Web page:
Monday, July 3, 1995
It is not remotely possible to convey to our readers in a few pages just what happened in the most important global meeting in history-- GCOWE '95, with 4,000 key leaders in Korea May 17-25.
Beyond the New Testament no face-to-face meeting in human history has been more significant.
- Yes, earlier meetings, like stepping stones, have enabled this meeting to do what it did.
- Yes, there have been many crucial, cliff-hanging events earlier in Christian history, etc.
HOWEVER: I would argue with anyone that nothing this significant has ever happened beyond the pages of the Bible. Why? Read on… We need not argue. We need to act!
This cluster of astounding events was on the front page of the National and International Religion Report June 12. That report quoted Dr. Robert Coleman of Trinity Evangelical Divinity School: "This is the time for which we were born." It quoted Director Luis Bush saying, "As he read the declaration, Coleman began to tremble with emotion, and the entire gathering 'went wild' in a spontaneous response."It quotes a denominational leader saying that there was so much networking between leaders "it made the stock market look tame." Before this event took place I said this would be the most important meeting in human history. The event itself, however, exceeded every hope and aspiration that I ever had for it.
Never in my lifetime have I had the privilege of commenting on as significant an event.
Actually, most of my lifelong interests were dealt with seriously. There is no meeting I would have been more eager to attend. Alas, certain promises kept me home. First, some of the highlights.
In a way, the most momentous event of the conference was not even planned: the pervasive, unexpected, profound mood of confession and repentance between different national groups, bridging centuries of isolation and hatred--Arab and Jewish, Turkish and Armenian, Japanese and Korean. Some of the physical accommodations were so distant that confession and repentance arose when it became clear how hard the Korean hosts had tried to make everything just right.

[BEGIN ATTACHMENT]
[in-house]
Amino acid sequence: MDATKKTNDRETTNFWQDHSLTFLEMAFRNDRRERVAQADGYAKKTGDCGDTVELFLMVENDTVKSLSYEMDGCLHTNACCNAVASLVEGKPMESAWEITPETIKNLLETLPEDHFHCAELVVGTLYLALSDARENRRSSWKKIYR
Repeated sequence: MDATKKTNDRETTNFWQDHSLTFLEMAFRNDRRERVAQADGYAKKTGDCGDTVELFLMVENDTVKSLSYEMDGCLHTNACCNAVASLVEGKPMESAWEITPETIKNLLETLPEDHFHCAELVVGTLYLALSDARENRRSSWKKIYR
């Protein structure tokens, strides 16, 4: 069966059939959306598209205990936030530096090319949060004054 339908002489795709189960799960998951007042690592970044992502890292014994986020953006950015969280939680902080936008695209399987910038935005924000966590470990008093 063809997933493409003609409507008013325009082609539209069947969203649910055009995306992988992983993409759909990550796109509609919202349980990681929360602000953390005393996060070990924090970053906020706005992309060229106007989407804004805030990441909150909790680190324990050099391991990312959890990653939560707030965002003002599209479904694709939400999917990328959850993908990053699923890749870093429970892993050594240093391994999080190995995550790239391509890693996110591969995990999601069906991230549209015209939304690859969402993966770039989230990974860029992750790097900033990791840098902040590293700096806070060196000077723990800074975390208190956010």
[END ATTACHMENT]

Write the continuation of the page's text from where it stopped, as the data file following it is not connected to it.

Speaking of Korean hosts, their energies were everywhere. What they gave in cash alone would have been equal to $25 million for a country the size of the USA.
The final Korean youth meeting brought out 75,000 young people (in the rain) to a meeting that would have been the equivalent of 350,000 in the USA . And this was a student mission meeting! Has there ever been a more fervent, praying crowd of young people that large in any one place in human history?
This is the only large global Christian mission conference that has ever had more than half of its participants from the former mission fields of the world.
This was probably the most widely represented conference of its size ever held, Christian or non-Christian, with people from 186 countries.
When delegates left they were handed a professionally-edited video tape of the conference! (This was mainly the effort of our USCWM staff--23 of our people went to help, working behind the scenes.) To order this video for $6.50 postage paid see page 47 for more details. But what now?